About the Author
Dagyum Ji is a senior NK News correspondent based in Seoul. She previously worked for Reuters TV.
UPDATE AT 1630 KST: This article has been amended to reflect Choe Son Hui’s changed position.
North Korea’s Supreme People’s Assembly (SPA) in a meeting Thursday replaced and promoted several of the country’s top state officials and approved the state budget for the coming year, the state-run Korean Central News Agency (KCNA) and ruling party daily the Rodong Sinmun reported today.
In a move that represents part of a major political reshuffle for the country, lawmakers were reported to have appointed a new Premier of the Cabinet and President of Supreme People’s Assembly (SPA) Presidium.
The decision came at the First Session of the 14th SPA held at Pyongyang’s Mansudae Assembly Hall, just a day after the 4th Plenary Meeting of the 7th Central Committee of the Workers’ Party of Korea (WPK).
In a meeting not attended by North Korean leader Kim Jong Un, recently-elected SPA deputies reportedly discussed four key topics, including the election of the chairman of the State Affairs Commission (SAC) and “of state leadership bodies.”
Also discussed was “modifying and supplementing the Socialist Constitution,” and plans for the execution of the state budget for 2018 and the projected budget for 2019.
Although state media reported that constitutional amendments were under discussion, no further details were provided.
CHANGES IN THE SPA
Thursday’s parliamentary meeting saw Kim Jong Un re-elected as chairman of the SAC — in a vote in which, notably, the DPRK leader was referred to by the new title of “supreme representative of all the Korean people.”
Longtime top official Choe Ryong Hae was also elected president of the Presidium of the SPA, replacing Kim Yong Nam, a veteran of North Korean politics at 91-years-old, in a role often referred to as representing North Korea’s titular head of state.
Choe previously served as the SAC’s vice-chairman as well as director of the Organization and Guidance Department (OGD) of the WPK Central Committee and as a member of the standing committee of the politburo.
“Choe Ryong Hae’s already high standing in the leadership hierarchy has been further bolstered, given his promotion to first vice chairman of the State Affairs Commission, a new title the North has created during this SPA,” Minyoung Lee, an analyst with NK News‘s sister site NK Pro, said.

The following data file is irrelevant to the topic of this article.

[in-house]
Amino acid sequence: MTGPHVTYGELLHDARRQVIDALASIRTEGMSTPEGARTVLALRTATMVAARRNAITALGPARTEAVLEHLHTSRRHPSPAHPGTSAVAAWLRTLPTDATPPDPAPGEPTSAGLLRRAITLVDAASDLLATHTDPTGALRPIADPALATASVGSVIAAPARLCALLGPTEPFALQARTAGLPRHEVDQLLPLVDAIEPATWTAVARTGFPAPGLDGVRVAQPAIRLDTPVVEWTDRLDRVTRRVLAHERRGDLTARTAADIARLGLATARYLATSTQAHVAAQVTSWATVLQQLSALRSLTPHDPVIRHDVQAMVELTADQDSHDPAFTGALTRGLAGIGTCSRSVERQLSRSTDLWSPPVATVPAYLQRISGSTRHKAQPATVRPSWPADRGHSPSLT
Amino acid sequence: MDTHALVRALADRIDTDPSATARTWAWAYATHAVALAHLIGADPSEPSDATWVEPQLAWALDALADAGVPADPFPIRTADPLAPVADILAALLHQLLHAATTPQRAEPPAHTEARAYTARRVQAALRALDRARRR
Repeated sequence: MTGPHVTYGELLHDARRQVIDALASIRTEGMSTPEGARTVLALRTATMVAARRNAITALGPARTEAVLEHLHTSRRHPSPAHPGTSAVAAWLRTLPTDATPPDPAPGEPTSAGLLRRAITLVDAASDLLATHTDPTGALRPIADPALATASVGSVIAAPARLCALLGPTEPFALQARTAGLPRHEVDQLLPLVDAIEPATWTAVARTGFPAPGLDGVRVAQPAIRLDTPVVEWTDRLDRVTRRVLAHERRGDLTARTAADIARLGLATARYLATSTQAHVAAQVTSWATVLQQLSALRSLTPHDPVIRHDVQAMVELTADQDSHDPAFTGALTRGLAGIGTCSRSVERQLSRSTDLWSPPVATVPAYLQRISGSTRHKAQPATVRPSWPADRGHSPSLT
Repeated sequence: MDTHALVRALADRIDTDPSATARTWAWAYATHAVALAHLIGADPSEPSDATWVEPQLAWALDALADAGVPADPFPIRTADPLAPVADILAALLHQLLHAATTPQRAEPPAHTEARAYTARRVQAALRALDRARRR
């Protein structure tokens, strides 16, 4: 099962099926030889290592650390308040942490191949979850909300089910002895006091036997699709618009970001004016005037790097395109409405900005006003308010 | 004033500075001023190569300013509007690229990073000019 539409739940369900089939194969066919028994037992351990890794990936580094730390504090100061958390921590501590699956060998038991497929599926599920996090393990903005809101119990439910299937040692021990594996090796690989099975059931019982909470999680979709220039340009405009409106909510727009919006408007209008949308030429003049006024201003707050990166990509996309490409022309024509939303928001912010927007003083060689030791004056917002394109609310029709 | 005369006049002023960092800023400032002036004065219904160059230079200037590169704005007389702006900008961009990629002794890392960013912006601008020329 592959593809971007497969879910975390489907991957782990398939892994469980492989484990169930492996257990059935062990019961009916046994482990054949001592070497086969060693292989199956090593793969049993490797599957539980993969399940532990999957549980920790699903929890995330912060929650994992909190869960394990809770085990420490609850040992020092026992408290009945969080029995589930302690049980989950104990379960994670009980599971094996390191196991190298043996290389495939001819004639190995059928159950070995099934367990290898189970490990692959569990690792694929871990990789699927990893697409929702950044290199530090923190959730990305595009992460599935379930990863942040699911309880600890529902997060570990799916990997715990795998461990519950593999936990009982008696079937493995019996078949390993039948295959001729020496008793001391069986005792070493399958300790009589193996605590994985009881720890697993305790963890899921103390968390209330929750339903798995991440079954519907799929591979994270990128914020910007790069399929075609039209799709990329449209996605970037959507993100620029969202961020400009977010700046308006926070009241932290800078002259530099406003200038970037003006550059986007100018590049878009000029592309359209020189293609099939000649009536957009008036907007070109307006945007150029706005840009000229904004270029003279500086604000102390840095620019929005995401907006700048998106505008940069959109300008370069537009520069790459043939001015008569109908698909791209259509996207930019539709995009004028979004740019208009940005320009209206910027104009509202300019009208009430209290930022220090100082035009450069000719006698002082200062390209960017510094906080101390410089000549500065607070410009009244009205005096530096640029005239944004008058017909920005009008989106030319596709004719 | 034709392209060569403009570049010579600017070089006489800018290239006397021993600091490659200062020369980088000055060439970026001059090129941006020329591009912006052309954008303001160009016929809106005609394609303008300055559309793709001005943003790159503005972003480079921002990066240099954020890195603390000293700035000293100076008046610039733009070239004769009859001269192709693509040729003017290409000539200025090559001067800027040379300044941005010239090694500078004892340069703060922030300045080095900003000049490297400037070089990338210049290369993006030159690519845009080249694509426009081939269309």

“In that vein, Choe’s new role as SPA Presidium president may signal a change to the SPA Presidium’s powers, which will be reflected in the DPRK constitutional revision.”
Yang Hyong Sop — who also had held the position as vice-president of the Presidium of the SPA since September 1998 — was also replaced by Thae Hyong Chol.
Thae was elected to the politburo on Wednesday, having served as president of Kim Il Sung University and minister of Higher Education. Choe San Gon was appointed his successor in that role during Thursday’s parliamentary gathering.
A CABINET RESHUFFLE
Pak Pong Ju, in turn, stepped down as head of the Cabinet, having served in the position since 2013 — though he will likely retain significant power following his re-election Thursday as a vice-chairman of SPA.
He was also on Wednesday elected as a vice-chairman at the WPK Central Committee.
Kim Jae Ryong was listed as his replacement as Premier.
He was also elected to the politburo, as well as the party’s Central Military Commission, at Wednesday’s fourth plenary meeting, having previously served as chairman of Jagang Provincial Party Committee.
Analyst Minyoung Lee cautioned against reading Pak’s new position as representing a demotion, however.
“North Korea gave former Cabinet Premier Pak Pong Ju another confidence vote by reelecting his as SAC vice chairman, after electing Pak as vice chairman of the exclusive party Central Committee Executive Policy Bureau during the April 10 party plenum,” she said.
“This suggests that Pak retains his party Political Bureau member title, if not his Political Bureau Presidium member title as well.”